The Thirty Five Timely & Untimely Deaths Of Cumberland County

By Mason Ball

1934: a doctor struggles with belief, mortality and murder; a novel inspired by real events

Monday, 11 April 2016

Music By Which To Write #1

I see much in online writer's groups and message boards about different author's methodologies when writing. Different superstitions and rituals. So and so writes longhand with a quill fashioned from a dodo feather pilfered from the natural history museum circa 1978, whatshername can only make her page-a-day target if facing true north wearing naught but a pith helmet and knitted swimwear, youknowwho writes exclusively on a rusty stolen typewriter whilst listening to Rachmaninov. Played backwards. On comb and paper. That kind of thing.

I think much of this speculation results from fear, fear that you're not doing it right, a selection of strange behavioural talismans gripped with white knuckles; dubious charms against the great boogieman of writer's block.

Having said that of course I'm now going to tell you all about an element of my ritual of writing, thus adding to the reservoir of spurious nonsense and conjecture about what 'works' (the truth being, obviously, what works is what works for you).

Music plays an important part when I'm writing. Silence will rarely do. I can rarely listen to anything with lyrics lest my attention wander and I fall to singing along (badly), so for the main it's instrumentals or nothing, and often I lean toward the less rhythmic and more abstract and/or drone-like accompaniment, and often of a darker bent. The following are a few favourites of mine when I'm hammering away on the keys, a clothes peg on one nipple (either), sockless but slippered, one trouser leg rolled up (always the left), a live heron gaffer-taped to my back; like I say, whatever works for you.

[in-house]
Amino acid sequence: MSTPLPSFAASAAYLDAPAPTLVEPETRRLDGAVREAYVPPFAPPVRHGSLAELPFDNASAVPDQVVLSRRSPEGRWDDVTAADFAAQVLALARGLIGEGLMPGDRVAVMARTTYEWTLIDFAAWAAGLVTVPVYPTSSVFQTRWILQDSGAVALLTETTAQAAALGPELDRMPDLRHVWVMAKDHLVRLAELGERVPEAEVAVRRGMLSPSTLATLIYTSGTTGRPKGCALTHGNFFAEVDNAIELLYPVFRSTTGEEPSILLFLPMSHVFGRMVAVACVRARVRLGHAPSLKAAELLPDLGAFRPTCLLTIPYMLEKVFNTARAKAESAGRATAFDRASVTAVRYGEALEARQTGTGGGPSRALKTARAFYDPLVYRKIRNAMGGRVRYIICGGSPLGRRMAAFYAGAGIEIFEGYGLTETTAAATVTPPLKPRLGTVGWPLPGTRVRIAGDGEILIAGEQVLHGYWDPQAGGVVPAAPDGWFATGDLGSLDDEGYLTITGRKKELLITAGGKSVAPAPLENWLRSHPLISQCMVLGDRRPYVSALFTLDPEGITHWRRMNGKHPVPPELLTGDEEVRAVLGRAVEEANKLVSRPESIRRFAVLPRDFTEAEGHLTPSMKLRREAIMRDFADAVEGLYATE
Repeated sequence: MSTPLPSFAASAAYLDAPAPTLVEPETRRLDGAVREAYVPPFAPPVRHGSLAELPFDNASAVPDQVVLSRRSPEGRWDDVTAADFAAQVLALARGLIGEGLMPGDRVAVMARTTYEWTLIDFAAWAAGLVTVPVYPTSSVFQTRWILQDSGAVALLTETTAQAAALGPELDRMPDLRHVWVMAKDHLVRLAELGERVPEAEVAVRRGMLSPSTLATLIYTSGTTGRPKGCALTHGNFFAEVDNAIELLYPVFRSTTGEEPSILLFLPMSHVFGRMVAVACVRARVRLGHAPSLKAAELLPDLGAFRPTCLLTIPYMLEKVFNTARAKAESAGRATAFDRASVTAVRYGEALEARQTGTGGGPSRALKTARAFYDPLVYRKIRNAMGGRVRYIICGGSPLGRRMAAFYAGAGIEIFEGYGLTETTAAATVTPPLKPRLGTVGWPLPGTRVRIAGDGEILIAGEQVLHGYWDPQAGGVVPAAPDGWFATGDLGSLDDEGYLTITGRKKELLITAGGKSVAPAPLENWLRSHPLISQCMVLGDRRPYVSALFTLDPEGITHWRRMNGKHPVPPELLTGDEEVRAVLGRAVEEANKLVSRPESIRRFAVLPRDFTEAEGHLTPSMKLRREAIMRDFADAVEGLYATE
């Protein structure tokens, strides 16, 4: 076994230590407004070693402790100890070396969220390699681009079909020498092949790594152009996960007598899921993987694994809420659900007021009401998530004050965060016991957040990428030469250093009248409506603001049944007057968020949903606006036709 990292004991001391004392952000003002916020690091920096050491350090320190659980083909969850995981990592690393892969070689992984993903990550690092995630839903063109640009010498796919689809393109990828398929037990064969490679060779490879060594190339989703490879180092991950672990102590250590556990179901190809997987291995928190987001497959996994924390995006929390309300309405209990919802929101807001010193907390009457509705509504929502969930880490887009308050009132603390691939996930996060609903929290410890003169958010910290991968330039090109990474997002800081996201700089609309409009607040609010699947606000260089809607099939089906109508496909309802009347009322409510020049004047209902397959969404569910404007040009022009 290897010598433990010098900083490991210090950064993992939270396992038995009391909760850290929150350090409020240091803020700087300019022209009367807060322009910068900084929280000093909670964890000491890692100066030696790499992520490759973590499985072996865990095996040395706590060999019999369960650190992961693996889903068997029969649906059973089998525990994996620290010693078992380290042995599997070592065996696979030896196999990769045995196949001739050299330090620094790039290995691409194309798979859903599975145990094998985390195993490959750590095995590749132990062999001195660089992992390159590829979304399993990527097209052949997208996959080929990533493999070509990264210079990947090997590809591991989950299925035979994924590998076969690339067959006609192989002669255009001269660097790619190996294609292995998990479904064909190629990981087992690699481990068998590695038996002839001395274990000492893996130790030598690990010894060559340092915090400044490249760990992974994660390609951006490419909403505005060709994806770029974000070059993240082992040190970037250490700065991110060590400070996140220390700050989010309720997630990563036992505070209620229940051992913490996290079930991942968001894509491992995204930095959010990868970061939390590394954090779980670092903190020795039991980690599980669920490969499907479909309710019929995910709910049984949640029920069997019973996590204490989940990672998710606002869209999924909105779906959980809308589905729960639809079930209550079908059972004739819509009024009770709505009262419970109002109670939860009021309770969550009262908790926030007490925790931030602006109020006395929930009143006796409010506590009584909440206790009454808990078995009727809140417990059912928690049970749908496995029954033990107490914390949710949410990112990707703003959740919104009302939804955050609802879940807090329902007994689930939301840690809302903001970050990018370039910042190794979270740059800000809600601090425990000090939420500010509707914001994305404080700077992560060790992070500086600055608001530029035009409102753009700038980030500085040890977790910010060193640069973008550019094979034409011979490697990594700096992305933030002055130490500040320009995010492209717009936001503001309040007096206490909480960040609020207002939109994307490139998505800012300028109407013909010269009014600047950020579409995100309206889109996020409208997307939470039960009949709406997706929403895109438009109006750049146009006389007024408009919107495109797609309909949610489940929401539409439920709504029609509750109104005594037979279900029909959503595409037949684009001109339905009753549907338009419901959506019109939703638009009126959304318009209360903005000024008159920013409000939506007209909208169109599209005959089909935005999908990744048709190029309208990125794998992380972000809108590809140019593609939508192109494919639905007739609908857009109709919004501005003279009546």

'The Dying Submariner (A Concerto For Piano And Reverberation In Four Movements)' -CD- by Andrew Liles

Put simply, this is like listening to the sound of a thousand pianos dropped from great heights, played slow-motion, at the bottom of the sea. And yet there is composition here, rather than pure chaos. the sound of Mozart drowning maybe, a thousand Mozarts. A huge and unfathomable sound; the word vertiginous comes to mind. -if you can get the limited edition with the bonus disc of 'The Dead Submariner (A Concerto For Bowed Guitar And Reverberation In Three Movements) do so, it’s equally impressive.



'Eerste Schijf' by Thu20

Avant garde microscopic noodlers, Thu20 create spare soundtracks of machines going ever so slightly wrong. Lots of space and silence that probably isn’t really silence. Like listening to a mechanical aneurysm.


'The Sinking Of The Titanic' by Gavin Bryars

Like a drowned then resurrected string quartet and choir playing in the raised hull of the 'unsinkable' ship, the musicians perhaps perched on rusted fixtures and fittings. Plaintive and, dare I say it, moving.

Read detailed notes on the recording HERE.



'Calcutta Gas Chamber' by John Watermann

Sounds not unlike like crawling through a malfunctioning machine full of metal insects, de-tuned radios and broken bottles.

Notes from the Cold Spring re-release: "The concept of aurally conveying the horror of a gas chamber was realised through field recordings in an abandoned electrical power station in Brisbane in 1992. The sounds are grating and harsh, a mixture of field recordings and electronic manipulations. One can rarely pinpoint a location or action but the images the sounds conjure up are of all sorts of nefarious activities related to death by machinery."



'Rhythmajik' by Z’ev.

Recorded to accompany his esoteric book of the same name (which I don’t own). This is a series of short 1 to 2 minute tracks of sound and rhythm (though far from metronomic or toe-tapping). Like some kind of siezure in a cymbal factory. As to the book's claims that the rhythm patterns included on this disc have magical healing properties, can’t say as I’ve noticed. A great record though.


(More music by which to write in a future shed post...)

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